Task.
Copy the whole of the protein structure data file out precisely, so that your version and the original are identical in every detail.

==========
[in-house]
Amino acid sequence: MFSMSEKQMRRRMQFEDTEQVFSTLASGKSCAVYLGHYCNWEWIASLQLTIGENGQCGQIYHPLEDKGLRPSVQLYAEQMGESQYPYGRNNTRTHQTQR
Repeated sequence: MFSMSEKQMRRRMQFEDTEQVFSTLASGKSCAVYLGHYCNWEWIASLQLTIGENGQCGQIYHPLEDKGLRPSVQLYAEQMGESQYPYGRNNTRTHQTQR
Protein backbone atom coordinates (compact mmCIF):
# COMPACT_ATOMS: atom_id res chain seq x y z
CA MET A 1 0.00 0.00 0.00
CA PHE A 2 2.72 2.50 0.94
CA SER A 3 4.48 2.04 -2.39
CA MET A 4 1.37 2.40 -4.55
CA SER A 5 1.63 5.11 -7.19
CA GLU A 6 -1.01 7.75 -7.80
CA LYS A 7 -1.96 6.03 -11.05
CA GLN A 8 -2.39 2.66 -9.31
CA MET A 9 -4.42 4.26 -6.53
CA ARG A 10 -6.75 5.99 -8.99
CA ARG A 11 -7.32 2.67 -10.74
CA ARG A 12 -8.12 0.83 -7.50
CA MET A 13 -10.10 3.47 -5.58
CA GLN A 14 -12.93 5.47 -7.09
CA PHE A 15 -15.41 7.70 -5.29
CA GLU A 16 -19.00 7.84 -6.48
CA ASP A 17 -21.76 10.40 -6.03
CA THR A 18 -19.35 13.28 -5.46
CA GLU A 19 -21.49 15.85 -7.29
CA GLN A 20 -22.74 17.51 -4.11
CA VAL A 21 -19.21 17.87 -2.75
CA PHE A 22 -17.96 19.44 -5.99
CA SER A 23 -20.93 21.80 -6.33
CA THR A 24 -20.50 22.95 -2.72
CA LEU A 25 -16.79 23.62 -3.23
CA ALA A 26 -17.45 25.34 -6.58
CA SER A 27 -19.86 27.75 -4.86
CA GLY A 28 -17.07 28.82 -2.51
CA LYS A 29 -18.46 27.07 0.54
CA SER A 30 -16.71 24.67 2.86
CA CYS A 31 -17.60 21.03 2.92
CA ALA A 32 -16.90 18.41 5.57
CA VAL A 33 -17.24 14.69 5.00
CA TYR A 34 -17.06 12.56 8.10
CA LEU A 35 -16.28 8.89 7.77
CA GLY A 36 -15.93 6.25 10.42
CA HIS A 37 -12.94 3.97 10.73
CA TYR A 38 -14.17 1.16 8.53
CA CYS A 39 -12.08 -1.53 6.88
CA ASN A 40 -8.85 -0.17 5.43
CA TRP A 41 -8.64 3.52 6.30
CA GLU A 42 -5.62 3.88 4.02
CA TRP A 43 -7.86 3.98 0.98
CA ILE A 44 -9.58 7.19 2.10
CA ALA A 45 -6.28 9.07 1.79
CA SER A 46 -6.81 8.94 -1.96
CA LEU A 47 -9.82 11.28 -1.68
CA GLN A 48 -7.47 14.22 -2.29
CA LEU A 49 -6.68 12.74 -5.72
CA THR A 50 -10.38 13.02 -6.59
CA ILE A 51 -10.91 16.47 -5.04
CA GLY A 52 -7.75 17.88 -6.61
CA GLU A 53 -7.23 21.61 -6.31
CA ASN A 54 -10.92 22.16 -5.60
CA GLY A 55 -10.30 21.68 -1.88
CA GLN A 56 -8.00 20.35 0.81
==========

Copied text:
[in-house]
Amino acid sequence: MFSMSEKQMRRRMQFEDTEQVFSTLASGKSCAVYLGHYCNWEWIASLQLTIGENGQCGQIYHPLEDKGLRPSVQLYAEQMGESQYPYGRNNTRTHQTQR
Repeated sequence: MFSMSEKQMRRRMQFEDTEQVFSTLASGKSCAVYLGHYCNWEWIASLQLTIGENGQCGQIYHPLEDKGLRPSVQLYAEQMGESQYPYGRNNTRTHQTQR
Protein backbone atom coordinates (compact mmCIF):
# COMPACT_ATOMS: atom_id res chain seq x y z
CA MET A 1 0.00 0.00 0.00
CA PHE A 2 2.72 2.50 0.94
CA SER A 3 4.48 2.04 -2.39
CA MET A 4 1.37 2.40 -4.55
CA SER A 5 1.63 5.11 -7.19
CA GLU A 6 -1.01 7.75 -7.80
CA LYS A 7 -1.96 6.03 -11.05
CA GLN A 8 -2.39 2.66 -9.31
CA MET A 9 -4.42 4.26 -6.53
CA ARG A 10 -6.75 5.99 -8.99
CA ARG A 11 -7.32 2.67 -10.74
CA ARG A 12 -8.12 0.83 -7.50
CA MET A 13 -10.10 3.47 -5.58
CA GLN A 14 -12.93 5.47 -7.09
CA PHE A 15 -15.41 7.70 -5.29
CA GLU A 16 -19.00 7.84 -6.48
CA ASP A 17 -21.76 10.40 -6.03
CA THR A 18 -19.35 13.28 -5.46
CA GLU A 19 -21.49 15.85 -7.29
CA GLN A 20 -22.74 17.51 -4.11
CA VAL A 21 -19.21 17.87 -2.75
CA PHE A 22 -17.96 19.44 -5.99
CA SER A 23 -20.93 21.80 -6.33
CA THR A 24 -20.50 22.95 -2.72
CA LEU A 25 -16.79 23.62 -3.23
CA ALA A 26 -17.45 25.34 -6.58
CA SER A 27 -19.86 27.75 -4.86
CA GLY A 28 -17.07 28.82 -2.51
CA LYS A 29 -18.46 27.07 0.54
CA SER A 30 -16.71 24.67 2.86
CA CYS A 31 -17.60 21.03 2.92
CA ALA A 32 -16.90 18.41 5.57
CA VAL A 33 -17.24 14.69 5.00
CA TYR A 34 -17.06 12.56 8.10
CA LEU A 35 -16.28 8.89 7.77
CA GLY A 36 -15.93 6.25 10.42
CA HIS A 37 -12.94 3.97 10.73
CA TYR A 38 -14.17 1.16 8.53
CA CYS A 39 -12.08 -1.53 6.88
CA ASN A 40 -8.85 -0.17 5.43
CA TRP A 41 -8.64 3.52 6.30
CA GLU A 42 -5.62 3.88 4.02
CA TRP A 43 -7.86 3.98 0.98
CA ILE A 44 -9.58 7.19 2.10
CA ALA A 45 -6.28 9.07 1.79
CA SER A 46 -6.81 8.94 -1.96
CA LEU A 47 -9.82 11.28 -1.68
CA GLN A 48 -7.47 14.22 -2.29
CA LEU A 49 -6.68 12.74 -5.72
CA THR A 50 -10.38 13.02 -6.59
CA ILE A 51 -10.91 16.47 -5.04
CA GLY A 52 -7.75 17.88 -6.61
CA GLU A 53 -7.23 21.61 -6.31
CA ASN A 54 -10.92 22.16 -5.60
CA GLY A 55 -10.30 21.68 -1.88
CA GLN A 56 -8.00 20.35 0.81